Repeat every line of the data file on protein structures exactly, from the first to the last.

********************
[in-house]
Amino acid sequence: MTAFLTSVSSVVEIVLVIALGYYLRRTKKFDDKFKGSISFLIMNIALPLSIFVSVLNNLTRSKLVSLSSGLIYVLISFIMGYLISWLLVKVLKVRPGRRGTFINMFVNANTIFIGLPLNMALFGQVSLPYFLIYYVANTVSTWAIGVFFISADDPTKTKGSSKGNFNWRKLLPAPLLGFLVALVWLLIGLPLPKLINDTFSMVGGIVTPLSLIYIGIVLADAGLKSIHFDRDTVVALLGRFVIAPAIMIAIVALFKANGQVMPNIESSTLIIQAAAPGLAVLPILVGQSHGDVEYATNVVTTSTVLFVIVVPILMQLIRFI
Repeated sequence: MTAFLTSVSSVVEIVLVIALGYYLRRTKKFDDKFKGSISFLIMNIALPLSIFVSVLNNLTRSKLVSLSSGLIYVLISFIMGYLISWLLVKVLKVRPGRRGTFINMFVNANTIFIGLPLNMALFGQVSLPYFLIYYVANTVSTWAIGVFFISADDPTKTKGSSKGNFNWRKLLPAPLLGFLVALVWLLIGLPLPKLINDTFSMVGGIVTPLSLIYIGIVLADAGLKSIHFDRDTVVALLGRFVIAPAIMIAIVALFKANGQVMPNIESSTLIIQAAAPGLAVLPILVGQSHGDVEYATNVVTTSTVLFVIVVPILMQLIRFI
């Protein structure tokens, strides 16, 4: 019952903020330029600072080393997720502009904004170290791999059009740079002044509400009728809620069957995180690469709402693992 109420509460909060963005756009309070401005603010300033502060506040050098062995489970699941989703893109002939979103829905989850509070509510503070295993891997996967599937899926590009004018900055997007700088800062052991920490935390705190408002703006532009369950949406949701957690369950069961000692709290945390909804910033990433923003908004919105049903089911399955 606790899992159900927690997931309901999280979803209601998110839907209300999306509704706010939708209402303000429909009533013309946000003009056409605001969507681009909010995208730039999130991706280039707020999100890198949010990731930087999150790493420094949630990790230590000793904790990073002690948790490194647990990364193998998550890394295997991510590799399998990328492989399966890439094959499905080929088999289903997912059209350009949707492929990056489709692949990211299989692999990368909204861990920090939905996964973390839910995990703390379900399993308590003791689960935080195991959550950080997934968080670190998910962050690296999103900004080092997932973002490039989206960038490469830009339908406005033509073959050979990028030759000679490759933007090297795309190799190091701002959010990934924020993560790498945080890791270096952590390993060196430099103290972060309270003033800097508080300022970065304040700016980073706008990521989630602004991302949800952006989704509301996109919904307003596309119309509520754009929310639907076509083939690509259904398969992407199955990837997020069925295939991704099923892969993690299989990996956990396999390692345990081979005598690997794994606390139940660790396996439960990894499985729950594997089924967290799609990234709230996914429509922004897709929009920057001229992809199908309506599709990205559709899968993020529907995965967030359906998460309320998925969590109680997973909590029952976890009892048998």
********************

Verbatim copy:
[in-house]
Amino acid sequence: MTAFLTSVSSVVEIVLVIALGYYLRRTKKFDDKFKGSISFLIMNIALPLSIFVSVLNNLTRSKLVSLSSGLIYVLISFIMGYLISWLLVKVLKVRPGRRGTFINMFVNANTIFIGLPLNMALFGQVSLPYFLIYYVANTVSTWAIGVFFISADDPTKTKGSSKGNFNWRKLLPAPLLGFLVALVWLLIGLPLPKLINDTFSMVGGIVTPLSLIYIGIVLADAGLKSIHFDRDTVVALLGRFVIAPAIMIAIVALFKANGQVMPNIESSTLIIQAAAPGLAVLPILVGQSHGDVEYATNVVTTSTVLFVIVVPILMQLIRFI
Repeated sequence: MTAFLTSVSSVVEIVLVIALGYYLRRTKKFDDKFKGSISFLIMNIALPLSIFVSVLNNLTRSKLVSLSSGLIYVLISFIMGYLISWLLVKVLKVRPGRRGTFINMFVNANTIFIGLPLNMALFGQVSLPYFLIYYVANTVSTWAIGVFFISADDPTKTKGSSKGNFNWRKLLPAPLLGFLVALVWLLIGLPLPKLINDTFSMVGGIVTPLSLIYIGIVLADAGLKSIHFDRDTVVALLGRFVIAPAIMIAIVALFKANGQVMPNIESSTLIIQAAAPGLAVLPILVGQSHGDVEYATNVVTTSTVLFVIVVPILMQLIRFI
């Protein structure tokens, strides 16, 4: 019952903020330029600072080393997720502009904004170290791999059009740079002044509400009728809620069957995180690469709402693992 109420509460909060963005756009309070401005603010300033502060506040050098062995489970699941989703893109002939979103829905989850509070509510503070295993891997996967599937899926590009004018900055997007700088800062052991920490935390705190408002703006532009369950949406949701957690369950069961000692709290945390909804910033990433923003908004919105049903089911399955 606790899992159900927690997931309901999280979803209601998110839907209300999306509704706010939708209402303000429909009533013309946000003009056409605001969507681009909010995208730039999130991706280039707020999100890198949010990731930087999150790493420094949630990790230590000793904790990073002690948790490194647990990364193998998550890394295997991510590799399998990328492989399966890439094959499905080929088999289903997912059209350009949707492929990056489709692949990211299989692999990368909204861990920090939905996964973390839910995990703390379900399993308590003791689960935080195991959550950080997934968080670190998910962050690296999103900004080092997932973002490039989206960038490469830009339908406005033509073959050979990028030759000679490759933007090297795309190799190091701002959010990934924020993560790498945080890791270096952590390993060196430099103290972060309270003033800097508080300022970065304040700016980073706008990521989630602004991302949800952006989704509301996109919904307003596309119309509520754009929310639907076509083939690509259904398969992407199955990837997020069925295939991704099923892969993690299989990996956990396999390692345990081979005598690997794994606390139940660790396996439960990894499985729950594997089924967290799609990234709230996914429509922004897709929009920057001229992809199908309506599709990205559709899968993020529907995965967030359906998460309320998925969590109680997973909590029952976890009892048998």